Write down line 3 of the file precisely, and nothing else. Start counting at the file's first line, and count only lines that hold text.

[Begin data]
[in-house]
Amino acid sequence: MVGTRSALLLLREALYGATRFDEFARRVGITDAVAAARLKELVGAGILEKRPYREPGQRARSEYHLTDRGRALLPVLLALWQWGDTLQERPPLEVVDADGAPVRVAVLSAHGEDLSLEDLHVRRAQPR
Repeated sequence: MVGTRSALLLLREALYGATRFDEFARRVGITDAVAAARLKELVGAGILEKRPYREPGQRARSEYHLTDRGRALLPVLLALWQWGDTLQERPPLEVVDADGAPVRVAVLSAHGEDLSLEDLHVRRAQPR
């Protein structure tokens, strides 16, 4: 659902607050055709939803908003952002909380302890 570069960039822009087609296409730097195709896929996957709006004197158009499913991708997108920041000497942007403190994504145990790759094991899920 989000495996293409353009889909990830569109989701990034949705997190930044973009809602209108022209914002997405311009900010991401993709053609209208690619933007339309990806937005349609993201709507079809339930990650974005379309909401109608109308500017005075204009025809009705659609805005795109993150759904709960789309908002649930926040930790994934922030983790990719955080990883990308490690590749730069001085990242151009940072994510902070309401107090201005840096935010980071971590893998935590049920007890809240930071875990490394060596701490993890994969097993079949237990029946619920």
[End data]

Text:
Repeated sequence: MVGTRSALLLLREALYGATRFDEFARRVGITDAVAAARLKELVGAGILEKRPYREPGQRARSEYHLTDRGRALLPVLLALWQWGDTLQERPPLEVVDADGAPVRVAVLSAHGEDLSLEDLHVRRAQPR